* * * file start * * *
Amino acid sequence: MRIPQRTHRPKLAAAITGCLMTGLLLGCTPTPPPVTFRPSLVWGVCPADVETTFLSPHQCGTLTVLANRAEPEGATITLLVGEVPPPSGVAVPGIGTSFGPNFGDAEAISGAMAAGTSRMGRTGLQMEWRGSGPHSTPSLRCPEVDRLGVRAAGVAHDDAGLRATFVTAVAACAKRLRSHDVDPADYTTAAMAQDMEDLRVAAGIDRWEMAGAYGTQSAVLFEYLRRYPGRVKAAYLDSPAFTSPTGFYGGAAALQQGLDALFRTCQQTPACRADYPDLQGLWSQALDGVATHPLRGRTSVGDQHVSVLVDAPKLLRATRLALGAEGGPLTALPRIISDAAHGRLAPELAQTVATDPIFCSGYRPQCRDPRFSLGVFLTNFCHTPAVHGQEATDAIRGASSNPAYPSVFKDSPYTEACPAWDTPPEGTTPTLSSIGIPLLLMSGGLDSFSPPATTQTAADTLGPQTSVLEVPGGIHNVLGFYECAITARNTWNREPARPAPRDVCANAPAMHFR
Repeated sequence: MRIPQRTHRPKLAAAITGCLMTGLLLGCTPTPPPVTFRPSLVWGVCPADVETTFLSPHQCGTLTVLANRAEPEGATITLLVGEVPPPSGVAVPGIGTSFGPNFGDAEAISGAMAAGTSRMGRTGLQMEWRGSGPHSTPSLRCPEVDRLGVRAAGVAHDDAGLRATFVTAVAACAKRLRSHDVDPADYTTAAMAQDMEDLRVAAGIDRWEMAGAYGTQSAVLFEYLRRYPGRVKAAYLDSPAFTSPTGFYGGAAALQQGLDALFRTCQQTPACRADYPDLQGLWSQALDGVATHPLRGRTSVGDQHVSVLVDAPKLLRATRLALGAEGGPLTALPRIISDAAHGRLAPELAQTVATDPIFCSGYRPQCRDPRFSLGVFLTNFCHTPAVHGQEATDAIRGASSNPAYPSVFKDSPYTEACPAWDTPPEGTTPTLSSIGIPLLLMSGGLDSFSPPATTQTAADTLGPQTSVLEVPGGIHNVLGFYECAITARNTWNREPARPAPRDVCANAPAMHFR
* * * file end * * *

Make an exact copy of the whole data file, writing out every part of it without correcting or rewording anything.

Amino acid sequence: MRIPQRTHRPKLAAAITGCLMTGLLLGCTPTPPPVTFRPSLVWGVCPADVETTFLSPHQCGTLTVLANRAEPEGATITLLVGEVPPPSGVAVPGIGTSFGPNFGDAEAISGAMAAGTSRMGRTGLQMEWRGSGPHSTPSLRCPEVDRLGVRAAGVAHDDAGLRATFVTAVAACAKRLRSHDVDPADYTTAAMAQDMEDLRVAAGIDRWEMAGAYGTQSAVLFEYLRRYPGRVKAAYLDSPAFTSPTGFYGGAAALQQGLDALFRTCQQTPACRADYPDLQGLWSQALDGVATHPLRGRTSVGDQHVSVLVDAPKLLRATRLALGAEGGPLTALPRIISDAAHGRLAPELAQTVATDPIFCSGYRPQCRDPRFSLGVFLTNFCHTPAVHGQEATDAIRGASSNPAYPSVFKDSPYTEACPAWDTPPEGTTPTLSSIGIPLLLMSGGLDSFSPPATTQTAADTLGPQTSVLEVPGGIHNVLGFYECAITARNTWNREPARPAPRDVCANAPAMHFR
Repeated sequence: MRIPQRTHRPKLAAAITGCLMTGLLLGCTPTPPPVTFRPSLVWGVCPADVETTFLSPHQCGTLTVLANRAEPEGATITLLVGEVPPPSGVAVPGIGTSFGPNFGDAEAISGAMAAGTSRMGRTGLQMEWRGSGPHSTPSLRCPEVDRLGVRAAGVAHDDAGLRATFVTAVAACAKRLRSHDVDPADYTTAAMAQDMEDLRVAAGIDRWEMAGAYGTQSAVLFEYLRRYPGRVKAAYLDSPAFTSPTGFYGGAAALQQGLDALFRTCQQTPACRADYPDLQGLWSQALDGVATHPLRGRTSVGDQHVSVLVDAPKLLRATRLALGAEGGPLTALPRIISDAAHGRLAPELAQTVATDPIFCSGYRPQCRDPRFSLGVFLTNFCHTPAVHGQEATDAIRGASSNPAYPSVFKDSPYTEACPAWDTPPEGTTPTLSSIGIPLLLMSGGLDSFSPPATTQTAADTLGPQTSVLEVPGGIHNVLGFYECAITARNTWNREPARPAPRDVCANAPAMHFR